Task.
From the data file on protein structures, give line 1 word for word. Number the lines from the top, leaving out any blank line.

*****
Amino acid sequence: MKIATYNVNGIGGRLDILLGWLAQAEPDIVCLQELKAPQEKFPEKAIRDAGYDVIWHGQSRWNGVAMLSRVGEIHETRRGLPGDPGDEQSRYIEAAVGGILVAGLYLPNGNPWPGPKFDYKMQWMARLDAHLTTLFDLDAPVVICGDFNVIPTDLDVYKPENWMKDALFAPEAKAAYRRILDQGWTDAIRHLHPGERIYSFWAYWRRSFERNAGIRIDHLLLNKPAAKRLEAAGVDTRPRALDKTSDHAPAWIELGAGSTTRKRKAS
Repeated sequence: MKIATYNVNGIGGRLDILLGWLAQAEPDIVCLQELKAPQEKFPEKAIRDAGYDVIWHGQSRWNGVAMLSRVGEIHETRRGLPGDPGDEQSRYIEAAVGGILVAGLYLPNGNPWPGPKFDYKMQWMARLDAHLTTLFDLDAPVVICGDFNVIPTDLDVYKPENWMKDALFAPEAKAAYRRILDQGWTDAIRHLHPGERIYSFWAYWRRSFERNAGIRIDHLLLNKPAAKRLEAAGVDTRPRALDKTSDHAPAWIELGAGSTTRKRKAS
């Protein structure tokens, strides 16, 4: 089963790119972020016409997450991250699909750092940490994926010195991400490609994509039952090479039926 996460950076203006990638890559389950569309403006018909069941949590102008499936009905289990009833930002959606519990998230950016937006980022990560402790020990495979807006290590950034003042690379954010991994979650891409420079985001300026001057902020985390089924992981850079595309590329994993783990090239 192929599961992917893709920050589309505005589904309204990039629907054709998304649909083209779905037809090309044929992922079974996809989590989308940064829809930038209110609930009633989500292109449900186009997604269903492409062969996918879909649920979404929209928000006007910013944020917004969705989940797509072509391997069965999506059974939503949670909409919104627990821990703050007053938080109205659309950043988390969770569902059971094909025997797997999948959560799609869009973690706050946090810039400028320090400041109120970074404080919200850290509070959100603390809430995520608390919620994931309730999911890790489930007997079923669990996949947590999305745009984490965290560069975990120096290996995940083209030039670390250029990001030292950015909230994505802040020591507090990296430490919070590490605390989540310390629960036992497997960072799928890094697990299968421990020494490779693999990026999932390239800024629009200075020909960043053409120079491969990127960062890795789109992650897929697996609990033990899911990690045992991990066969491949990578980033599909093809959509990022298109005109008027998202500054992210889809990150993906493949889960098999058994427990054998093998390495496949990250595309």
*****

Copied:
Amino acid sequence: MKIATYNVNGIGGRLDILLGWLAQAEPDIVCLQELKAPQEKFPEKAIRDAGYDVIWHGQSRWNGVAMLSRVGEIHETRRGLPGDPGDEQSRYIEAAVGGILVAGLYLPNGNPWPGPKFDYKMQWMARLDAHLTTLFDLDAPVVICGDFNVIPTDLDVYKPENWMKDALFAPEAKAAYRRILDQGWTDAIRHLHPGERIYSFWAYWRRSFERNAGIRIDHLLLNKPAAKRLEAAGVDTRPRALDKTSDHAPAWIELGAGSTTRKRKAS